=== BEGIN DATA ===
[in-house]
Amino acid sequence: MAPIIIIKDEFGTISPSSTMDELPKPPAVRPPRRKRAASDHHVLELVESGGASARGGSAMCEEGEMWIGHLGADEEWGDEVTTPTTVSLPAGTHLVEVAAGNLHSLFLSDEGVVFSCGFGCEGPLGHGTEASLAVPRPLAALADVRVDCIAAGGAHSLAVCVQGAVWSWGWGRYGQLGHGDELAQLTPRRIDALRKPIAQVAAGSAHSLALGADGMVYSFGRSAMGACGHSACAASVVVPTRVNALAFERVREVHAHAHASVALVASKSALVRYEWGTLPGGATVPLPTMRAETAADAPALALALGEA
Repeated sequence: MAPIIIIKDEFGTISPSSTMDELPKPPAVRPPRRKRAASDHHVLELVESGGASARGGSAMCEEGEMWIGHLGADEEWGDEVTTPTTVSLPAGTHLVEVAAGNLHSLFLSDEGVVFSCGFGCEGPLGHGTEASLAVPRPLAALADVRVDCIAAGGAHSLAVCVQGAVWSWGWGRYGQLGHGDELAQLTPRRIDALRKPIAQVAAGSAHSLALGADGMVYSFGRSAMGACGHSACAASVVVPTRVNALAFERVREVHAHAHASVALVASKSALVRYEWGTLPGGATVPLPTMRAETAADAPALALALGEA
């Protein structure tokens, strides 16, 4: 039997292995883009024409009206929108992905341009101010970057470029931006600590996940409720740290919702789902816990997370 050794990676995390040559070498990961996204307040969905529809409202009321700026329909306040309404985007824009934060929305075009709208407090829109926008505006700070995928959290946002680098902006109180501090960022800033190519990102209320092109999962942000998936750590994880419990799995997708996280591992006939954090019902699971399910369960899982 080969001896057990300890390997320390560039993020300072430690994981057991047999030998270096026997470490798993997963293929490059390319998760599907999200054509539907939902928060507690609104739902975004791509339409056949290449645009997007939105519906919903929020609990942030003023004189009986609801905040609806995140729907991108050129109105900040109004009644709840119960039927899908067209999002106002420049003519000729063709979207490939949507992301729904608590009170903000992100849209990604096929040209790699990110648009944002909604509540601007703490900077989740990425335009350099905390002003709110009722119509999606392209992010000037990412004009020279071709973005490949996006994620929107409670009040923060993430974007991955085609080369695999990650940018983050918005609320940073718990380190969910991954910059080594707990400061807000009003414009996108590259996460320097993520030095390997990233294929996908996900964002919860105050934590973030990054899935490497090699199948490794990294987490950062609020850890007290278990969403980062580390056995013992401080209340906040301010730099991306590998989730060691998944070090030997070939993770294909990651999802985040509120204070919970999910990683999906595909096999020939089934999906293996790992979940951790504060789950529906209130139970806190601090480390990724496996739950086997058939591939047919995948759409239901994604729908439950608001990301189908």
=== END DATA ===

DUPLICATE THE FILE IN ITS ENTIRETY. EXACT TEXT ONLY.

[in-house]
Amino acid sequence: MAPIIIIKDEFGTISPSSTMDELPKPPAVRPPRRKRAASDHHVLELVESGGASARGGSAMCEEGEMWIGHLGADEEWGDEVTTPTTVSLPAGTHLVEVAAGNLHSLFLSDEGVVFSCGFGCEGPLGHGTEASLAVPRPLAALADVRVDCIAAGGAHSLAVCVQGAVWSWGWGRYGQLGHGDELAQLTPRRIDALRKPIAQVAAGSAHSLALGADGMVYSFGRSAMGACGHSACAASVVVPTRVNALAFERVREVHAHAHASVALVASKSALVRYEWGTLPGGATVPLPTMRAETAADAPALALALGEA
Repeated sequence: MAPIIIIKDEFGTISPSSTMDELPKPPAVRPPRRKRAASDHHVLELVESGGASARGGSAMCEEGEMWIGHLGADEEWGDEVTTPTTVSLPAGTHLVEVAAGNLHSLFLSDEGVVFSCGFGCEGPLGHGTEASLAVPRPLAALADVRVDCIAAGGAHSLAVCVQGAVWSWGWGRYGQLGHGDELAQLTPRRIDALRKPIAQVAAGSAHSLALGADGMVYSFGRSAMGACGHSACAASVVVPTRVNALAFERVREVHAHAHASVALVASKSALVRYEWGTLPGGATVPLPTMRAETAADAPALALALGEA
């Protein structure tokens, strides 16, 4: 039997292995883009024409009206929108992905341009101010970057470029931006600590996940409720740290919702789902816990997370 050794990676995390040559070498990961996204307040969905529809409202009321700026329909306040309404985007824009934060929305075009709208407090829109926008505006700070995928959290946002680098902006109180501090960022800033190519990102209320092109999962942000998936750590994880419990799995997708996280591992006939954090019902699971399910369960899982 080969001896057990300890390997320390560039993020300072430690994981057991047999030998270096026997470490798993997963293929490059390319998760599907999200054509539907939902928060507690609104739902975004791509339409056949290449645009997007939105519906919903929020609990942030003023004189009986609801905040609806995140729907991108050129109105900040109004009644709840119960039927899908067209999002106002420049003519000729063709979207490939949507992301729904608590009170903000992100849209990604096929040209790699990110648009944002909604509540601007703490900077989740990425335009350099905390002003709110009722119509999606392209992010000037990412004009020279071709973005490949996006994620929107409670009040923060993430974007991955085609080369695999990650940018983050918005609320940073718990380190969910991954910059080594707990400061807000009003414009996108590259996460320097993520030095390997990233294929996908996900964002919860105050934590973030990054899935490497090699199948490794990294987490950062609020850890007290278990969403980062580390056995013992401080209340906040301010730099991306590998989730060691998944070090030997070939993770294909990651999802985040509120204070919970999910990683999906595909096999020939089934999906293996790992979940951790504060789950529906209130139970806190601090480390990724496996739950086997058939591939047919995948759409239901994604729908439950608001990301189908």